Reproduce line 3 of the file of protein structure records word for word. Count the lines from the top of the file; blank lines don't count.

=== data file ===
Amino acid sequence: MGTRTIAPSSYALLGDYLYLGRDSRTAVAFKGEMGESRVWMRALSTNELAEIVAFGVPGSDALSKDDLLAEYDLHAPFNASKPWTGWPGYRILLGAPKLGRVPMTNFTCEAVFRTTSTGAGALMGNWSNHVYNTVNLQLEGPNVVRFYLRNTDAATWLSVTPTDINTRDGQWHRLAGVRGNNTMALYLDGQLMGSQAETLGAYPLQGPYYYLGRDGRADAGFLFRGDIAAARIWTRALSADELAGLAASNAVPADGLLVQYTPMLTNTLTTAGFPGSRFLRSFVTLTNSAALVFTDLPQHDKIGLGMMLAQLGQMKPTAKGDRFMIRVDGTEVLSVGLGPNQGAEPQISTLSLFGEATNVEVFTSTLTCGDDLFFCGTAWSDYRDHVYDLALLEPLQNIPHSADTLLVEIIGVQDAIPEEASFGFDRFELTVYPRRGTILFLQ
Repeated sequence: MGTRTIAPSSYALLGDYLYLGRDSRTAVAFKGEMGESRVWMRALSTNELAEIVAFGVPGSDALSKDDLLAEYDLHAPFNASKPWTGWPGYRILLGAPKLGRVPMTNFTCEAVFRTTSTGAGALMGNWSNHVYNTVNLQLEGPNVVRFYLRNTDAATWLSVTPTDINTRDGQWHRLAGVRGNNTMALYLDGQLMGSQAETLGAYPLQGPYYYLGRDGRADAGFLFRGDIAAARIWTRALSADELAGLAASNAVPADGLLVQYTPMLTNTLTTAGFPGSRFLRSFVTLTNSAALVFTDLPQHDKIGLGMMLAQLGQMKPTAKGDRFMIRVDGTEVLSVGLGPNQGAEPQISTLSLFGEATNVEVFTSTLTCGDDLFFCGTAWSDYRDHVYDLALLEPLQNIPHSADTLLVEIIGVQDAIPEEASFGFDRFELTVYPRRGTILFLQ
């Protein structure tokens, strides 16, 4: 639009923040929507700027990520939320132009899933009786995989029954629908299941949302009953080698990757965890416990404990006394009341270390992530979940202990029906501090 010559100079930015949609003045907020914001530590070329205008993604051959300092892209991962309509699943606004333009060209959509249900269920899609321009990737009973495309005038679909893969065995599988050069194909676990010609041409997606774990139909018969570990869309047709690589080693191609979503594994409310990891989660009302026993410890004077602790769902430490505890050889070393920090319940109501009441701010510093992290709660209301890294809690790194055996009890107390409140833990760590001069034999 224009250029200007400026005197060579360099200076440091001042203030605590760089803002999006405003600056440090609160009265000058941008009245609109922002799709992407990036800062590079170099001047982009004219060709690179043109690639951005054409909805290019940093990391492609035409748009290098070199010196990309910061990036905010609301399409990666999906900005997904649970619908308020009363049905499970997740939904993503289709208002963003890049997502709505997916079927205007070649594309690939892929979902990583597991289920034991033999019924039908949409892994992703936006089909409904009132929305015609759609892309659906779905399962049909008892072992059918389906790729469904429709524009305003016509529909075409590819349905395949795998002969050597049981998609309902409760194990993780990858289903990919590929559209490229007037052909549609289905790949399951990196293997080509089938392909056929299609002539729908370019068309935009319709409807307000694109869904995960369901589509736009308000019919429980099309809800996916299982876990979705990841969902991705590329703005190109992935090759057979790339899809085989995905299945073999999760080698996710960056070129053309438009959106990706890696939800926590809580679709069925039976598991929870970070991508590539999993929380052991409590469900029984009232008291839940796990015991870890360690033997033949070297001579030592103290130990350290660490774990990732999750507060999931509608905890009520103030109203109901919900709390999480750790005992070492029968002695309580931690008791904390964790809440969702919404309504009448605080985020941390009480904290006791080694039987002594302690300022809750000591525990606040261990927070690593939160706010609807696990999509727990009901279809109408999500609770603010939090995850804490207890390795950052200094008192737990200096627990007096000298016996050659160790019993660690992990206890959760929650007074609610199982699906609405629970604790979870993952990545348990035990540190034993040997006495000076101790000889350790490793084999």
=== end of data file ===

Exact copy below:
């Protein structure tokens, strides 16, 4: 639009923040929507700027990520939320132009899933009786995989029954629908299941949302009953080698990757965890416990404990006394009341270390992530979940202990029906501090 010559100079930015949609003045907020914001530590070329205008993604051959300092892209991962309509699943606004333009060209959509249900269920899609321009990737009973495309005038679909893969065995599988050069194909676990010609041409997606774990139909018969570990869309047709690589080693191609979503594994409310990891989660009302026993410890004077602790769902430490505890050889070393920090319940109501009441701010510093992290709660209301890294809690790194055996009890107390409140833990760590001069034999 224009250029200007400026005197060579360099200076440091001042203030605590760089803002999006405003600056440090609160009265000058941008009245609109922002799709992407990036800062590079170099001047982009004219060709690179043109690639951005054409909805290019940093990391492609035409748009290098070199010196990309910061990036905010609301399409990666999906900005997904649970619908308020009363049905499970997740939904993503289709208002963003890049997502709505997916079927205007070649594309690939892929979902990583597991289920034991033999019924039908949409892994992703936006089909409904009132929305015609759609892309659906779905399962049909008892072992059918389906790729469904429709524009305003016509529909075409590819349905395949795998002969050597049981998609309902409760194990993780990858289903990919590929559209490229007037052909549609289905790949399951990196293997080509089938392909056929299609002539729908370019068309935009319709409807307000694109869904995960369901589509736009308000019919429980099309809800996916299982876990979705990841969902991705590329703005190109992935090759057979790339899809085989995905299945073999999760080698996710960056070129053309438009959106990706890696939800926590809580679709069925039976598991929870970070991508590539999993929380052991409590469900029984009232008291839940796990015991870890360690033997033949070297001579030592103290130990350290660490774990990732999750507060999931509608905890009520103030109203109901919900709390999480750790005992070492029968002695309580931690008791904390964790809440969702919404309504009448605080985020941390009480904290006791080694039987002594302690300022809750000591525990606040261990927070690593939160706010609807696990999509727990009901279809109408999500609770603010939090995850804490207890390795950052200094008192737990200096627990007096000298016996050659160790019993660690992990206890959760929650007074609610199982699906609405629970604790979870993952990545348990035990540190034993040997006495000076101790000889350790490793084999």